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Amazing Audiobooks (#AA2021) Nominees Round Up, March 4 Edition

Click here to see all of the current Amazing Audiobooks nominees along with more information about the list and past years’ selections.

The Year We Fell From Space Cover Art

The Year We Fell From Space by Amy Sarig King; Narrated by Stephanie Willing
Scholastic Audio / Scholastic 
Publication Date: October 1, 2019
ISBN: 978-1987162448
Liberty Johansen loves making her own constellations. After her parents announce that they will be separating and getting a divorce, Liberty asks the stars to fix her family, which is when a meteorite falls from the sky, almost into her lap. Following her parents announcement Liberty learns about her father’s depression, and starts having feelings of her own of depression and anxiety. While trying to reconcile her mother’s sense of calm after the breakup, her little sister’s refusal to leave the house, and the sudden absence of her father in her life, the meteorite begins to communicate with her.

Younger teens will resonate with Stephanie Willing’s narration as she beautifully captures the vulnerability of this first person narrative.  Willing is a perfect match to King’s heart-rendering and efficient prose capturing all the feelings of grief, longing, and loss from divorce, and she holds the listener without minimizing Liberty’s reality of depression, anxiety, and fear of separation. 
Teens that have liked other emotionally complex audiobooks such as Kwame Alexander’s The Crossover, Kate DiCamillo’s Beverly, Right Here, Jason Reynolds’ Ghost, and Maulik Pancholy’s The Best at It will find similar feelings here. Also, those that resonated with the realism of vulnerability in movies like Eighth Grade and Lady Bird will appreciate King’s hopeful, yet honest, portrayal.
–Danielle Jones

Not So Pure and Simple Cover Art

Not So Pure and Simple by Lamar Giles; Narrated by Korey Jackson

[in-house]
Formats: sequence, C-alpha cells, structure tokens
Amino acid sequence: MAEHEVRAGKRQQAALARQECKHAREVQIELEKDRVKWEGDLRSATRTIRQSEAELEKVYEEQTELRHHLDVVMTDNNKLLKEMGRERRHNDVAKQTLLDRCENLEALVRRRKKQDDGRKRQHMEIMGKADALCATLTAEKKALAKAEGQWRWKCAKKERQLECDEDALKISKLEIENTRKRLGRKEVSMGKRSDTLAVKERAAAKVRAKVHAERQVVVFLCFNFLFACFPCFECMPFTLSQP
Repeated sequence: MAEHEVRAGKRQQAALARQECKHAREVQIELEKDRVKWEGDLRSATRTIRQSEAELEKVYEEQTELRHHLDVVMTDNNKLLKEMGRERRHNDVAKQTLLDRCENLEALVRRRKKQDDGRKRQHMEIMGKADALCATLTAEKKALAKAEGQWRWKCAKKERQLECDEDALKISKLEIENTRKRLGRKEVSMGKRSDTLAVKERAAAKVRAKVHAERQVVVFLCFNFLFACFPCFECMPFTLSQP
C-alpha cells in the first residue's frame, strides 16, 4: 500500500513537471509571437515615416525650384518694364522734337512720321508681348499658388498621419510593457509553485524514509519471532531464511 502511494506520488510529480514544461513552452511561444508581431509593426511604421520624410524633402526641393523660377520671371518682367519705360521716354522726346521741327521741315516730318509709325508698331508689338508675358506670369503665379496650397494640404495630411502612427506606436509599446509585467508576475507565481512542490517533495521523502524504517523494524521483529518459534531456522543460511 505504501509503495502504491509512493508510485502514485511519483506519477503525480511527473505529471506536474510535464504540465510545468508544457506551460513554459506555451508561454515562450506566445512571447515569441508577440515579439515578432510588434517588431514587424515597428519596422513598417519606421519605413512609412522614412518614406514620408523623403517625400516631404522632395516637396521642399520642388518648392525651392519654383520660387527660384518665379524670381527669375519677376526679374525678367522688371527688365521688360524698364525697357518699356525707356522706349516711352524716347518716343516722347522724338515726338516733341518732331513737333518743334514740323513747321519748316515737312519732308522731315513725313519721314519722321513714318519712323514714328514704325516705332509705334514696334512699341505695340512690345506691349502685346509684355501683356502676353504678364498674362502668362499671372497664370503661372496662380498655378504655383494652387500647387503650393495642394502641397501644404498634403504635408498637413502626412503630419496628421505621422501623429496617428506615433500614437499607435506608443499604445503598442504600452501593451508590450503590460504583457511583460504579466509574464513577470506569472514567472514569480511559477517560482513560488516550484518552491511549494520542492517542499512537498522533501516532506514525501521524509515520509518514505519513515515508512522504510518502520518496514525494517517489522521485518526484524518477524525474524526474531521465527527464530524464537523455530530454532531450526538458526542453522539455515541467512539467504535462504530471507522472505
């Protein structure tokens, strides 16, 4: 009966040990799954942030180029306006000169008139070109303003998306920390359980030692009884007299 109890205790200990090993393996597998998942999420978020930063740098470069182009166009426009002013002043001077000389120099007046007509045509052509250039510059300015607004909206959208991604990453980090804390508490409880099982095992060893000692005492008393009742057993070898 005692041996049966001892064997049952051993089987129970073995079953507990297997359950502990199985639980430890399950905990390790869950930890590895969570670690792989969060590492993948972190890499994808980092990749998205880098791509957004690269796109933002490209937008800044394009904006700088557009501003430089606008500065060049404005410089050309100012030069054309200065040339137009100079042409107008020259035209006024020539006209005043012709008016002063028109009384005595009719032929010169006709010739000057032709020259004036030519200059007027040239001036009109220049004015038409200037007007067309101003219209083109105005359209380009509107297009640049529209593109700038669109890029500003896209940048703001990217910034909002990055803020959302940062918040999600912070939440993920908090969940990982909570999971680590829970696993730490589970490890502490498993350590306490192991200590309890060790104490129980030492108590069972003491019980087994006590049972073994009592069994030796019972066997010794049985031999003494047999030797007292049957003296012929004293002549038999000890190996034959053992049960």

HarperCollins
Publication Date: January 21, 2020
ISBN: 978-1094106908
Del Rainey, along with his best friend Qwan, are known for their sexual conquests, even though Del is really still a virgin. Trying to get closer to his crush, the untouchable Kiera, he starts attending his mother’s church. Before he has even realized what he has done, he has joined the First Missionary House of the Lord youth group, and signed a purity pledge saying that he will wait until after marriage to have sex. The church’s youth group is a response to nine teen pregnancies at Del’s school, and is at odds with the health class information, the school’s own response. A pregnancy pact conspiracy theory arises about the teen moms, now known as the “Baby-Getters,” but when one calls out her child’s father on social media, demanding accountability for the fathers, it shines a light on the multifaceted web of misogyny at play.

Through humor, sensitivity, nuance and craft, Giles explores male toxic behaviors and its many layers. Teen listeners will appreciate how Korey Jackson’s narration captures Giles’ crisp dialogue, and authentically capturing teens’ voices. Jackson is a perfect match for the humor that dominates, and the first-person narrative bringing the character of Del alive. 
This is a great companion listen to other titles that explore the pitfalls of misogyny such as Brendan Kiely’s Tradition, Deb Caletti’s A Heart in the Body in the World, and Whitney Gardner’s Chaotic Good. Teens that enjoy humor based on observation in listens like Ben Phillippe’s The Field Guide to the North American Teenager or movies like Juno, will enjoy Giles’ very funny writing. 
Danielle Jones

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